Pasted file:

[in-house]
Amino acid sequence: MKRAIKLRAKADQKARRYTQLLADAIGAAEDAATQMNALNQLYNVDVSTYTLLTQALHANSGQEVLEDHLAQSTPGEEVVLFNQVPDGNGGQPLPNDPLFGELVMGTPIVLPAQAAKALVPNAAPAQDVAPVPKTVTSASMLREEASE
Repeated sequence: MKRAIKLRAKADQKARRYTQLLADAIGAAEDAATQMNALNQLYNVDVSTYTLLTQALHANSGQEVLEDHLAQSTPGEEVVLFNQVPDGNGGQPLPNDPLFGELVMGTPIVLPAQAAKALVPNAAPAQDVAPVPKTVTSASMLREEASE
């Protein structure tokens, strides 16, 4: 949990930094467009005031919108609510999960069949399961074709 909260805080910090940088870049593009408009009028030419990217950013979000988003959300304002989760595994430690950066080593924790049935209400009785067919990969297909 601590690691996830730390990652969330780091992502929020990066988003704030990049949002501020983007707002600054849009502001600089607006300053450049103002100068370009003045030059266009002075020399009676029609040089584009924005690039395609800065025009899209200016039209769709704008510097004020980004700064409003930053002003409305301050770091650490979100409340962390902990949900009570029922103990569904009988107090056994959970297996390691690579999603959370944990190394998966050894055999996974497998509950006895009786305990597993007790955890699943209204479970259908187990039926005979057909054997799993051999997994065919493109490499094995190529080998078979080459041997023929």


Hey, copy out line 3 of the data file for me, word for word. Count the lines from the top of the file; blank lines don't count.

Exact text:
Repeated sequence: MKRAIKLRAKADQKARRYTQLLADAIGAAEDAATQMNALNQLYNVDVSTYTLLTQALHANSGQEVLEDHLAQSTPGEEVVLFNQVPDGNGGQPLPNDPLFGELVMGTPIVLPAQAAKALVPNAAPAQDVAPVPKTVTSASMLREEASE